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Unheard and Ignored Hospital Patient Alarms Lead to Unnecessary Deaths

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February 18, 2011

A news investigation has found that hundreds of patients have died in hospitals when the alarm on their monitoring equipment went unheard or unheeded.

Hospitals use a number of monitoring devices with patients, designed to alert hospital staff in the event of a life-threatening emergency. From alarms that sound when equipment has a low battery or a patient gets out of bed to those that monitor heart arrhythmias, hospital units can experience hundreds of alarms each shift.

The Boston Globe has found that a shocking number of patients have died in hospitals from the improper use of patient monitoring equipment, the disregard of monitoring alarms by hospital personnel and a conditioning known as “alarm fatigue.”

According to a video released in January 2011, the U.S. Food and Drug Administration (FDA) received 566 reports of patient deaths related to alarms on monitoring devices between 2005 and 2008.

The Boston Globe had ECRI Institute, a nonprofit healthcare industry research and consulting organization, review data from the FDA’s adverse event database for patient deaths in which problems with monitor alarms occurred. Researchers found that more than 200 deaths between January 2005 and June 2010 where related to problems with alarms equipment monitoring patient’s heart, breathing or other vital signs. ECRI believes that the actual number of cases is likely far higher because the healthcare industry underreports these types of events to regulators.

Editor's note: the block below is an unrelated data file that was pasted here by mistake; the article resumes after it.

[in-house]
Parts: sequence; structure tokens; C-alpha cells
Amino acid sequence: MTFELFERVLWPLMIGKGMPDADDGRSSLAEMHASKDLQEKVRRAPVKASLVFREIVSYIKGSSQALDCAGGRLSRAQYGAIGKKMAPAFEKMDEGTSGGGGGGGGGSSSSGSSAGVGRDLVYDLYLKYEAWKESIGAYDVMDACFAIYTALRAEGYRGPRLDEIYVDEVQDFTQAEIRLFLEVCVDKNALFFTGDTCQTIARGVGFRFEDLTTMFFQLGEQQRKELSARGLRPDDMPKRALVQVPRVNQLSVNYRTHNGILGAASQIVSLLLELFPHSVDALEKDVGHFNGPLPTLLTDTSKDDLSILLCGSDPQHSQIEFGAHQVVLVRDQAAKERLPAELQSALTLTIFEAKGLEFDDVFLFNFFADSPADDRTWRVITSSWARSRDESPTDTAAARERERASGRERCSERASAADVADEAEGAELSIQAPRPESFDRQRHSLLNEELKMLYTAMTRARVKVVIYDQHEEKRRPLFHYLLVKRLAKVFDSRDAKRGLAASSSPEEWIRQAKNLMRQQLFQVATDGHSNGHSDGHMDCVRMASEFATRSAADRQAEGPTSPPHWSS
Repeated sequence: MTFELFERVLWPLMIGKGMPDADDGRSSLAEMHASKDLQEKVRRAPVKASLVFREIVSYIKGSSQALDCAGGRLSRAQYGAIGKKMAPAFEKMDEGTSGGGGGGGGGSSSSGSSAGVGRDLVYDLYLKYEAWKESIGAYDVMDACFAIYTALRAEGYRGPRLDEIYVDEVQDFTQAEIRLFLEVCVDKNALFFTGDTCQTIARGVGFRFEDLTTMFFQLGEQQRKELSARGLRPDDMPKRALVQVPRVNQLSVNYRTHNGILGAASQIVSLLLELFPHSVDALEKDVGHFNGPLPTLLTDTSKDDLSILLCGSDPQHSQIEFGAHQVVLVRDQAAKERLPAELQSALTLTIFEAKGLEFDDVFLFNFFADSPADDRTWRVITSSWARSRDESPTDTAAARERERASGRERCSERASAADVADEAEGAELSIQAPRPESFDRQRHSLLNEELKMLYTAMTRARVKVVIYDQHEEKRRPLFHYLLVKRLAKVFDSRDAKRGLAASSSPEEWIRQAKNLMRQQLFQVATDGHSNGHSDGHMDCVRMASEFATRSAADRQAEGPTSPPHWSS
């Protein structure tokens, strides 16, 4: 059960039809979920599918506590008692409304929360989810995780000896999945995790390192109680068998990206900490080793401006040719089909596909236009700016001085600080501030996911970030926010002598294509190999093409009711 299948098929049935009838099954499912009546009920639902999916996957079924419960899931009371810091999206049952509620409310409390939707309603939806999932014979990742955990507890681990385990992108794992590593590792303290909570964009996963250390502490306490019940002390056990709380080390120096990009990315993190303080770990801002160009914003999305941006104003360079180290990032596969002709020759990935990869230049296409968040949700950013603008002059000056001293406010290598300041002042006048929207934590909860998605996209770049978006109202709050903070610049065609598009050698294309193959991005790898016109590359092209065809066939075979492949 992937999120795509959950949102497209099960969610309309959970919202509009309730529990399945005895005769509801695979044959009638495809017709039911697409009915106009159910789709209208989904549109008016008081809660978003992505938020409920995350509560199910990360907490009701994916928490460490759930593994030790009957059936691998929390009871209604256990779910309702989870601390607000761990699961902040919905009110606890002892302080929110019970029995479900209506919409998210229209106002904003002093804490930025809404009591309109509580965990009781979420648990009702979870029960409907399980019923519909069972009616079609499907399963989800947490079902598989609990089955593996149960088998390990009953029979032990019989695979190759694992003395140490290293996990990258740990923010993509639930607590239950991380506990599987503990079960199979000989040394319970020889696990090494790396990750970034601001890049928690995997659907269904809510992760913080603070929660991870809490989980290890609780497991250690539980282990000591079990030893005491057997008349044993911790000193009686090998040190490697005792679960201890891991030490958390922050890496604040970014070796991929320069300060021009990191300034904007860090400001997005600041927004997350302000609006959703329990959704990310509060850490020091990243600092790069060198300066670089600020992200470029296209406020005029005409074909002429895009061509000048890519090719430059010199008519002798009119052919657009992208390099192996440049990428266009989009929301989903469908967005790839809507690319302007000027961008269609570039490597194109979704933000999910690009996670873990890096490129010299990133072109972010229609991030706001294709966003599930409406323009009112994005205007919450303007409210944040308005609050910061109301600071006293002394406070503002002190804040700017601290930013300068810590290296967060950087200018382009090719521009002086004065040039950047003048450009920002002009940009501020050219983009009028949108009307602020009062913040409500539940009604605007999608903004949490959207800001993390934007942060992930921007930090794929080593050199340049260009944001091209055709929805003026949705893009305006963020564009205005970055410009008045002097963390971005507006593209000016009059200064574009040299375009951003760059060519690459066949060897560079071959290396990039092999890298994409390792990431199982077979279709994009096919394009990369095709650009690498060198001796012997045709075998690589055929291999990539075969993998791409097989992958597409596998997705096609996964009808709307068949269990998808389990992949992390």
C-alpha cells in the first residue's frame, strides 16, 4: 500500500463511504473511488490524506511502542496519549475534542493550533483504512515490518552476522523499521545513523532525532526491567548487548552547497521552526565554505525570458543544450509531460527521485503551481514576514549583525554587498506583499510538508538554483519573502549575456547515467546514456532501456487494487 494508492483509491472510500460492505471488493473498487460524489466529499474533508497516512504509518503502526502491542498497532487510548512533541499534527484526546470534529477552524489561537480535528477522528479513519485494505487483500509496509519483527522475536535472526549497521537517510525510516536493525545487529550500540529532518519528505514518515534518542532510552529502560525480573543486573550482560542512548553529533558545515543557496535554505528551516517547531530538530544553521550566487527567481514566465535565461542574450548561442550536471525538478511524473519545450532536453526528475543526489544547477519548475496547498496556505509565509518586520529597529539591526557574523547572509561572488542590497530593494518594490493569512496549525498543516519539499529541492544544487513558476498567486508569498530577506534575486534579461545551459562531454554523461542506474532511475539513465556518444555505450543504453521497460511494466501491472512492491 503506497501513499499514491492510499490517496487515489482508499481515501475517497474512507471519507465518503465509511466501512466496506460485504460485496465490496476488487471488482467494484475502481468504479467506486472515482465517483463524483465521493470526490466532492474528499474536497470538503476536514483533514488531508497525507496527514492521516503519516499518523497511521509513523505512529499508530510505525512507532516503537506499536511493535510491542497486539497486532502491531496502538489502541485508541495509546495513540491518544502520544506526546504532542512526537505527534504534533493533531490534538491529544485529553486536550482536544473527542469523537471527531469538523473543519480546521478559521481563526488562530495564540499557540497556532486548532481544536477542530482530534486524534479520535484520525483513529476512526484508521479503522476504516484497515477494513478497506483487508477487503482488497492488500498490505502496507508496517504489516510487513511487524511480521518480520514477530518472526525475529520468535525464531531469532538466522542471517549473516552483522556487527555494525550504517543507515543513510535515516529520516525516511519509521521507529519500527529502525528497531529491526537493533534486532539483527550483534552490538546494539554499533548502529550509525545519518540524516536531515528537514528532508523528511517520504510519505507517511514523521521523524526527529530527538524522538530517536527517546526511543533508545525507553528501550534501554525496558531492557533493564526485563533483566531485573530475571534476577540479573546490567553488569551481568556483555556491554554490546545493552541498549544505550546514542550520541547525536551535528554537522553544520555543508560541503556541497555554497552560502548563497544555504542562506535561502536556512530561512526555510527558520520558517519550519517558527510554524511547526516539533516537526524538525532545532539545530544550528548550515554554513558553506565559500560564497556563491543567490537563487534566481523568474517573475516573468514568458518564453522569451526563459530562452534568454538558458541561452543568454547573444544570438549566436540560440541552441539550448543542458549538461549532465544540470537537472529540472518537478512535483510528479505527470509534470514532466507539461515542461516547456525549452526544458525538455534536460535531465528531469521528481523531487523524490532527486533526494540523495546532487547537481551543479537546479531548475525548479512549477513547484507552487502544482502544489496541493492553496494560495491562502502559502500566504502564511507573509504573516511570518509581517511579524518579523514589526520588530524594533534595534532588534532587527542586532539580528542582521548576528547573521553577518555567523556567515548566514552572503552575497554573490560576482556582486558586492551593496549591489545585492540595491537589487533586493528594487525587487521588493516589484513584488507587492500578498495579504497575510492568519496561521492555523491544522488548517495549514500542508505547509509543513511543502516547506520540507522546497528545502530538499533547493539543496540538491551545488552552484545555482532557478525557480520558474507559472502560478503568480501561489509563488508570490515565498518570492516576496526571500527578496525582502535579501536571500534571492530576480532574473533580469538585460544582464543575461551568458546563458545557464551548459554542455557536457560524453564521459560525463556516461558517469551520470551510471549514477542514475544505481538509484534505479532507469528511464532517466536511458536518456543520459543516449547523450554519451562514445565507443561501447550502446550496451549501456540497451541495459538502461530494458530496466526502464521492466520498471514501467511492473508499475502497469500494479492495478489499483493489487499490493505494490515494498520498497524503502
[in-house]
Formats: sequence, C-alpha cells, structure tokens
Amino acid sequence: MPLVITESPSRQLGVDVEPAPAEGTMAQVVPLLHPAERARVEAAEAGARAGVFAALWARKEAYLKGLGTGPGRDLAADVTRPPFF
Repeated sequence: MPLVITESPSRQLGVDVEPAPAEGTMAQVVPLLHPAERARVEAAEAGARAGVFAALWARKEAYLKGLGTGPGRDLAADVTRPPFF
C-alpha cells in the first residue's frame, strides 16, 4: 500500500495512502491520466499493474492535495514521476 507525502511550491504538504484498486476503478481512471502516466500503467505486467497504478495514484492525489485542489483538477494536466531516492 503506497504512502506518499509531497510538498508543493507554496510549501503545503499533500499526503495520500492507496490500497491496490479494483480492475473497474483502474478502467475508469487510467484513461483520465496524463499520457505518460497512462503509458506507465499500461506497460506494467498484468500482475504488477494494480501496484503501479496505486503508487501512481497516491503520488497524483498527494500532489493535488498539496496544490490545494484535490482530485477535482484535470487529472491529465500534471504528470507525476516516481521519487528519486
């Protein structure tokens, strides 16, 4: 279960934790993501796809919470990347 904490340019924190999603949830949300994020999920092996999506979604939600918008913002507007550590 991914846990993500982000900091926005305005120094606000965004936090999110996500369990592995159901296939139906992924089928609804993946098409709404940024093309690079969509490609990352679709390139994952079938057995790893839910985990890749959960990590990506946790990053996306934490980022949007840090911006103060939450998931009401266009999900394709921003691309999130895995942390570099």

Very few of the cases resulted from malfunction of the equipment. Sometimes, the alarms had been silenced, the volume turned low or the equipment otherwise misused. In other cases, hospital staff claimed they did not hear the alarm.

The article cited one case in which a patient died after a cardiac monitor sounded at least 19 alarms for a patient’s arrhythmia over the course of two hours, but hospital staff at the nursing station silenced the alarms without providing any care to the patient.

Alarm fatigue can occur when hospital staff repeatedly hear alarms, especially false or low priority alarms, and become desensitized to the sound and the urgency of the situation.

In April of 2010, the Boston Globe featured the story of a patient who died due to alarm fatigue of the hospital staff.

The FDA warns that adverse incidences related to monitoring alarms can be compounded by several other factors, including that the alarms are easy to disable or silenced, easy to overlook that alarm is turned off or personnel can be unfamiliar with equipment.

The FDA recommends:

  • Don’t silence alarms without first checking on the patient
  • Make sure that all patient alarms are appropriately activated and not suspended
  • That the alarm volume is high enough to be heard outside the patient’s room

Hospital staff should perform these checks when assuming care of a patient from colleagues, after shift changes and after the transfer of patients. Hospitals should also ensure all staff, even traveling and float nurses, are trained on the equipment and become familiar with all monitor functions, especially disrhythmia alarms, screen icons and meanings of different alarm sounds.